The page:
Friday, April 27, 2012

The Bacon Cat Theorem

As I wrote my first novel, I discovered that knowing the English language and its conjugation isn't enough. Our craft requires us to (at the very least) have a working knowledge of a wide set of topics. History, sociology, psychology, biology, chemistry, foreign languages, art, anatomy and physiology, technology, popular culture......the list goes on. In my opinion, this contributes to our "oddness".

To be less polite, it makes us a bit wacko.

Not the "I'm going to stalk you until I know the sound of your farts" kind of wacko, but the lovable eccentric kind of wacko. The Sheldon Cooper kind of wacko. Being wacko of course, leads us to develop unusual habits and the impulse to do unexplainable things. It makes us fall victim to the Bacon Cat Theorem.

What is the Bacon Cat Theorem?  I'm glad you asked.

The Bacon Cat Theorem of course gets its name from one of John Scalzi's more famous acts. (If you don't know what I'm talking about you can educate yourself here: The theorem is thus:

Every great author has at least one habit, hobby, attribute, or something they did at band/summer camp that makes them stand out from the pack and therefore adds to their fame.

John Scalzi taping bacon to his cat clearly proves this theorem but for the sake of science I'll provide further proof. Mary Robinette Kowal composes (delightful) pornographic puppet construction tweets, Brandon Sanderson has an almost unholy love of macaroni and cheese, and Dan Wells occasionally signs books like a serial killer. (ok, maybe it was just that one time but it totally qualifies.)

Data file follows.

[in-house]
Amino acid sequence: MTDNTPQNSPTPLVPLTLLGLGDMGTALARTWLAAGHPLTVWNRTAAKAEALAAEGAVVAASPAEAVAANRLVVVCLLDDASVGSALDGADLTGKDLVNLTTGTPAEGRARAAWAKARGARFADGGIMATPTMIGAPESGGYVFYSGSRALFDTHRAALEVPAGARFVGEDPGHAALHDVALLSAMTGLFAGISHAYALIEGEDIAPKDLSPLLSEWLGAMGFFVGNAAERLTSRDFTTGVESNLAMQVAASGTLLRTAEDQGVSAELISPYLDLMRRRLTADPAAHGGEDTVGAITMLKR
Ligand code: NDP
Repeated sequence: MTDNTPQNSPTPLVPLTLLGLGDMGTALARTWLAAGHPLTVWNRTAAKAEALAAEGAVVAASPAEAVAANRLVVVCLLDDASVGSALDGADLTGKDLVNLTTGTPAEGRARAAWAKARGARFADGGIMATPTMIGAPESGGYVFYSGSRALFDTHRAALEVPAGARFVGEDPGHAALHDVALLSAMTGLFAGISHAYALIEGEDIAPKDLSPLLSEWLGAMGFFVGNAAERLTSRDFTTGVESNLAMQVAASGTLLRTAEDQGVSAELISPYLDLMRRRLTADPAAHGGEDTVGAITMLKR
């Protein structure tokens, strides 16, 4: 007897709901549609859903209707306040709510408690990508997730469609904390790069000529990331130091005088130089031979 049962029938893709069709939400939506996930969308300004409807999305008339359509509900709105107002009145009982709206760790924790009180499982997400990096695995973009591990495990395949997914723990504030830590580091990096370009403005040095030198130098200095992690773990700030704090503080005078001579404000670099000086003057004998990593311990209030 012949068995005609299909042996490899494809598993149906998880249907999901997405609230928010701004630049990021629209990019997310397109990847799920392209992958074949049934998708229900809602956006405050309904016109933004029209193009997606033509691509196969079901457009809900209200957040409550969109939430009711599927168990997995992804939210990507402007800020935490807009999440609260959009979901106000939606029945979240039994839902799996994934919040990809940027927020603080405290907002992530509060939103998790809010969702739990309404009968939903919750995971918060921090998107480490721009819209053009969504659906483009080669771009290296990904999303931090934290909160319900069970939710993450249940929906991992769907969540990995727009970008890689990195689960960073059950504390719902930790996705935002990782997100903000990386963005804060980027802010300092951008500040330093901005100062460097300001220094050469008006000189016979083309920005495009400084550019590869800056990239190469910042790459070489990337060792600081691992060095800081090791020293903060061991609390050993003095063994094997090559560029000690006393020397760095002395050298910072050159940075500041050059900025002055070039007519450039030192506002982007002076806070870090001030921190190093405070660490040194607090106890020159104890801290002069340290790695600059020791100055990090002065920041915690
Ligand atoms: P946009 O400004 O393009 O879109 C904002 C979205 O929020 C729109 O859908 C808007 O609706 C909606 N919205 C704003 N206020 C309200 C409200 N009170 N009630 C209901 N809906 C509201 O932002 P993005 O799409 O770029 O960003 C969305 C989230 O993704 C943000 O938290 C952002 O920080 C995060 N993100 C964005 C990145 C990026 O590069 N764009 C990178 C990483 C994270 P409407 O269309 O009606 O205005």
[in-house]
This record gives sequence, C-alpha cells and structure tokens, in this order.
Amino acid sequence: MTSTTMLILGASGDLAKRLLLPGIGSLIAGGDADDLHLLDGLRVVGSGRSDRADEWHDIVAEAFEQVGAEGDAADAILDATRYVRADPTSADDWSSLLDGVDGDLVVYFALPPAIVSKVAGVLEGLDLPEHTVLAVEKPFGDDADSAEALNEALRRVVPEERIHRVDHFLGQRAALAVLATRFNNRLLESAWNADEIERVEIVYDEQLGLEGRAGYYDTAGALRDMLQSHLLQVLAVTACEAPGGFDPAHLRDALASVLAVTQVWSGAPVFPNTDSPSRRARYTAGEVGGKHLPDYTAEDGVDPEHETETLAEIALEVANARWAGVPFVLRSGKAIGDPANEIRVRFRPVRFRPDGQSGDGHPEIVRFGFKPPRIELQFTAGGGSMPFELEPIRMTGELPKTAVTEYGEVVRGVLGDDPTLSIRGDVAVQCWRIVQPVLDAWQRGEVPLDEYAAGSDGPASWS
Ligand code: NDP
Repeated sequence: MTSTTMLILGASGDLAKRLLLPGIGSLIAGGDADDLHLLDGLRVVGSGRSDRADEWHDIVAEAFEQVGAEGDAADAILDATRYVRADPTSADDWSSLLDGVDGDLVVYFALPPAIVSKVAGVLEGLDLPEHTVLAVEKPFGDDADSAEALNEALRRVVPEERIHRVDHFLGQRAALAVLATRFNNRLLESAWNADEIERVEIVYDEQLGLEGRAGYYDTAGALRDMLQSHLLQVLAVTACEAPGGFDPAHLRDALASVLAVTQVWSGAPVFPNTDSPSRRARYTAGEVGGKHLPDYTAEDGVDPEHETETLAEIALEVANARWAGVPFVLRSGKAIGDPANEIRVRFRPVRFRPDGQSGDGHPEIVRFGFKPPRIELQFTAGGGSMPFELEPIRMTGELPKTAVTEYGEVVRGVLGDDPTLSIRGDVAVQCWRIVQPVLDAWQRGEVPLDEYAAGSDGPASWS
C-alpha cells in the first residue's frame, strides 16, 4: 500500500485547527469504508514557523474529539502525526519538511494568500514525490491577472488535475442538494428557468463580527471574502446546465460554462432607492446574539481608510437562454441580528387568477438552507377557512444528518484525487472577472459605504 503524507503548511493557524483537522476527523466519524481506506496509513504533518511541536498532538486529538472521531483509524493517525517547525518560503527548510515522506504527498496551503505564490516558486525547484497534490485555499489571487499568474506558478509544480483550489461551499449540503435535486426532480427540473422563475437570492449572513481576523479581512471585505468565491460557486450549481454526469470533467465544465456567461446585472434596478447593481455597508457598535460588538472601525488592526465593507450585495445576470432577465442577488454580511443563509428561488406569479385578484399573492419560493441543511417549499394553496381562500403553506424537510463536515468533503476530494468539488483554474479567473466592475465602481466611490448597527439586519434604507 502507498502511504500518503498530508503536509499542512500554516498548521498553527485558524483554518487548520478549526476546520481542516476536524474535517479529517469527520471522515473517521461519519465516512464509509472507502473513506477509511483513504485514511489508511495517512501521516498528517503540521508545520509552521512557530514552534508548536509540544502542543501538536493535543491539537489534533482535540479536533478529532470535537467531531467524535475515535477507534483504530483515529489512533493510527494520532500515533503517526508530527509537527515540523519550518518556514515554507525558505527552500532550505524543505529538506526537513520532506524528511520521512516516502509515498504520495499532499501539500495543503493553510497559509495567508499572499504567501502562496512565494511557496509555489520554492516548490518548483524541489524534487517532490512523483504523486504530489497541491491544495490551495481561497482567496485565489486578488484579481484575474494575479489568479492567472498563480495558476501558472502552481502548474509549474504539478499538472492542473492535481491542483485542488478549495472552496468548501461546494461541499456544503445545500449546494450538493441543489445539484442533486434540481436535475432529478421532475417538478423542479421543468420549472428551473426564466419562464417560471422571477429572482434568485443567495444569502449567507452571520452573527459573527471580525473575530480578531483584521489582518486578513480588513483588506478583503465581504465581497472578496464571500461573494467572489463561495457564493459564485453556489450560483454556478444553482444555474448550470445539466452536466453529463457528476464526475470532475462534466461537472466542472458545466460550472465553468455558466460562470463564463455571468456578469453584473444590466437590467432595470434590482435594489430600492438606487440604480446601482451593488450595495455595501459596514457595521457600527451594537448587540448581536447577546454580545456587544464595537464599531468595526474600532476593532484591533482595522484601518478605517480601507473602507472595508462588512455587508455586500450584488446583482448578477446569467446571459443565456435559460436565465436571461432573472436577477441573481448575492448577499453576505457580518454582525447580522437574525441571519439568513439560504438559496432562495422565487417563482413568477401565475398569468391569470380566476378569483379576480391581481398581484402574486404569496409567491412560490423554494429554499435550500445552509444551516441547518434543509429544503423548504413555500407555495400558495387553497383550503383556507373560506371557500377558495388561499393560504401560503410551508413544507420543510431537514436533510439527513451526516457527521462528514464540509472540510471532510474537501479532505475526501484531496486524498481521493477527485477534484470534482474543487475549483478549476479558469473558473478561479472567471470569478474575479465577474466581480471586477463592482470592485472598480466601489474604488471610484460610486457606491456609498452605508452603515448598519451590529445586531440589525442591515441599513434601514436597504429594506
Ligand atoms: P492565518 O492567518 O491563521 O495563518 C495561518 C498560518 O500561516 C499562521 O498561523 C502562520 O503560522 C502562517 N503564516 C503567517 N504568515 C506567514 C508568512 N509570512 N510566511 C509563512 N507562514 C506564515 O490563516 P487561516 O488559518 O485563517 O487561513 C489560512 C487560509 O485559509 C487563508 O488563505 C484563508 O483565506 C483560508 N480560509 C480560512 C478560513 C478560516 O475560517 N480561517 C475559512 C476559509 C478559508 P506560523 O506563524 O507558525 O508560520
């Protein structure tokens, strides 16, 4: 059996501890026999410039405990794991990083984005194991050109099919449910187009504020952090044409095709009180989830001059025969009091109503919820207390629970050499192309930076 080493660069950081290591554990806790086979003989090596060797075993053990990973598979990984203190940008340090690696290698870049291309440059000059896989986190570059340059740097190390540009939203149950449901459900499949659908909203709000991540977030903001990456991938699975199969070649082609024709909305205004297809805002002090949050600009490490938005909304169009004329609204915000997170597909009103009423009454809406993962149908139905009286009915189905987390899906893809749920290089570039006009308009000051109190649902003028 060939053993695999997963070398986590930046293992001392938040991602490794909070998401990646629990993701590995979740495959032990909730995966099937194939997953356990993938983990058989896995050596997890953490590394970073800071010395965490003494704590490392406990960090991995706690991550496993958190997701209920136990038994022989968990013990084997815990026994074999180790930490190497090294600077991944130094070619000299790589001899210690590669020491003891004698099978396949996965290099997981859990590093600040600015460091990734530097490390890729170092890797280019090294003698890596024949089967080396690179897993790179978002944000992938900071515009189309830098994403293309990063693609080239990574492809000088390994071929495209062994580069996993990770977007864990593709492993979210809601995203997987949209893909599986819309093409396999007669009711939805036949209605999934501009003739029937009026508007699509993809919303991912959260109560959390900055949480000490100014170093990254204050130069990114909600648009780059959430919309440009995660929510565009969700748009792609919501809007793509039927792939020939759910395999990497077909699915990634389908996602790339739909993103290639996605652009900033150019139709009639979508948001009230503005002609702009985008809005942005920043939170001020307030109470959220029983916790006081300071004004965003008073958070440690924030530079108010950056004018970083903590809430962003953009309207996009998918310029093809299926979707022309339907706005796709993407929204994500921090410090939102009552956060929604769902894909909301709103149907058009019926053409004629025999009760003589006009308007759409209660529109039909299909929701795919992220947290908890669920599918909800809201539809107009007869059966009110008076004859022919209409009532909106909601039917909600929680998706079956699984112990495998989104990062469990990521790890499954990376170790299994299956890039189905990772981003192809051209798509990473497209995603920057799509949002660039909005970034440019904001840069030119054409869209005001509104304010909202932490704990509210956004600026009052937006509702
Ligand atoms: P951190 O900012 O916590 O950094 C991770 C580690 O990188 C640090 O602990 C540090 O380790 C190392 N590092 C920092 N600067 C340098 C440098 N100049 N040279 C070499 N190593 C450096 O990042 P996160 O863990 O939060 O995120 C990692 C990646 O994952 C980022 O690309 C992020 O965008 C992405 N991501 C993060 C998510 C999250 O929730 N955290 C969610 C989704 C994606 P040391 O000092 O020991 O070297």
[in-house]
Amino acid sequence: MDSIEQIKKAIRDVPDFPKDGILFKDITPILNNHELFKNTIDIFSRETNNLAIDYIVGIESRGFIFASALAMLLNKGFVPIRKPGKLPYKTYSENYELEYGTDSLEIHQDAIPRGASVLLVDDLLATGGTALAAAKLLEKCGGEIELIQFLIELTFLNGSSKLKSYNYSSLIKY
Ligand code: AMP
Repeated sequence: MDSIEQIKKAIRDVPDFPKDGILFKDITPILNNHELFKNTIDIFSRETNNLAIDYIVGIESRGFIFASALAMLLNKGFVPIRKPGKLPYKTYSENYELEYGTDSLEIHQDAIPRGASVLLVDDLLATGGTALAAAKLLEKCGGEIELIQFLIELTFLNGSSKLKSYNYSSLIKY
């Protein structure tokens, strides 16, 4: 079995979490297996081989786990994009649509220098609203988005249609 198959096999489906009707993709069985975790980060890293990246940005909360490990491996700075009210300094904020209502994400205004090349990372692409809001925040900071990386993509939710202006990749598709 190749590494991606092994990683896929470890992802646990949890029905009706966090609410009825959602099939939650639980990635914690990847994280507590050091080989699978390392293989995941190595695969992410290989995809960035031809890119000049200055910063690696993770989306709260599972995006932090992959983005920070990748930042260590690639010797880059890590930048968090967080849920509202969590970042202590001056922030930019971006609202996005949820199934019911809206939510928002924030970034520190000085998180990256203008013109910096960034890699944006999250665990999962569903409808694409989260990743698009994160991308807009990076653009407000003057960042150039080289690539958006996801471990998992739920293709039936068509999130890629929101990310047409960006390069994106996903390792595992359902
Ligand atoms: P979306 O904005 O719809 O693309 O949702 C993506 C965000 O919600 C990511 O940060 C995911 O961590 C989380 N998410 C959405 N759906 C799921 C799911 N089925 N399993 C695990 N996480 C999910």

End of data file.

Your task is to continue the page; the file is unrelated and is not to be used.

Of course, you don't have to be a published author to fall prey to the Bacon Cat. My friend, and fellow writer, Sarah Parish is a hive mind and I conlag road rage. It's a reflex. (I also licked a slug at summer camp but it seems to be superfluous to have more than one Bacon Cat.) The simple fact that publication isn't a requirement of the theorem has led me to the conjecture that such a person has the potential of becoming a great author. However, until such a person achieves said greatness, this conjecture will remain unproven.

If you too are or know someone who is proof of this theorem and/or my conjecture, feel free to post it in the comments. I'd love to know.